Discovery from Tragedy: Taking Lessons from Japan’s Earthquake
The devastating earthquake in Japan which has been officially named the N Honshu earthquake may hold some valuable geologic information that can help anticipate similar earthquakes around the world. According to a press release from the Woods Hole Oceanographic Institution (WHOI) on March 11, 2011, the 8.9 magnitude earthquake that hit Japan holds especially relevant information pertaining to the west coast of the US and Canada.
According to Jeff McGuire, a geophysicist with WHOI, the N Honshu quake occurred on a subduction zone where the Pacific plate plunges under the Japanese islands. This subduction zone is the origin of the many tsunamis and quakes that frequently strike the islands. Mr. McGuire states that a similar subduction zone exists off the shores of the north-western coast of the United States and Canada covering the area including Northern California, Oregon, Washington and Vancouver Island. Evidence indicates that this subduction zone caused earthquakes of comparable magnitude in the past including the last one in the year 1700. According to Mr. McGuire, earthquakes of this magnitude repeat every 250 – 500 years.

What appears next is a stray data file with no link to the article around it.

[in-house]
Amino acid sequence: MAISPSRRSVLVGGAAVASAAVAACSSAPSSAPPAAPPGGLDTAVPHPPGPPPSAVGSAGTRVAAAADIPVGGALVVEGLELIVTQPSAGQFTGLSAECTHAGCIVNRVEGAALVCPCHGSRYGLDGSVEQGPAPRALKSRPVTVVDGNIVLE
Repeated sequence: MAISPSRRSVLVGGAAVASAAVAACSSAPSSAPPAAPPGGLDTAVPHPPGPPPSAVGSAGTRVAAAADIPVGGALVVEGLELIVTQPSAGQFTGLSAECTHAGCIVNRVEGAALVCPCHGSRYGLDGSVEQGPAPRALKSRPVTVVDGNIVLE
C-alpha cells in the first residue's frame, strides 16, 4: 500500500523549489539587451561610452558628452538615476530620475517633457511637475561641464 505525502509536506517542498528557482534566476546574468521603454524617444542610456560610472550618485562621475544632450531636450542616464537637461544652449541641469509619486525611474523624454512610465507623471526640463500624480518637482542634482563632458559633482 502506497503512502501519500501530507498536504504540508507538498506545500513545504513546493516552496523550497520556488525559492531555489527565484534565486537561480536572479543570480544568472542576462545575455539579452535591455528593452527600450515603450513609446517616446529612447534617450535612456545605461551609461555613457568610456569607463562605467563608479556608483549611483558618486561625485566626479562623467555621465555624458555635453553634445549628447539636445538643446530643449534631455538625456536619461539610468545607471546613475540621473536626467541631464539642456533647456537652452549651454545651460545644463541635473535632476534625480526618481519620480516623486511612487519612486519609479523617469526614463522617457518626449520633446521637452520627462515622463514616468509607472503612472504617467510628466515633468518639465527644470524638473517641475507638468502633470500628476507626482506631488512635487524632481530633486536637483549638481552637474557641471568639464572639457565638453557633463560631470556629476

According to Mr. McGuire, a small percentage of earthquakes trigger a larger one and these are called “foreshocks”. The foreshock phenomenon has been studied extensively by the WHOI. Senior Scientist Jian Lin was on a research cruise in the Southern Ocean when a 7.2 magnitude foreshock occurred on March 9, 2011 only 40 kilometers away from the epicenter of the March 11 quake. Extensive research is ongoing in both the Southern Ocean and off the Pacific Northwestern Coast of the US and Canada.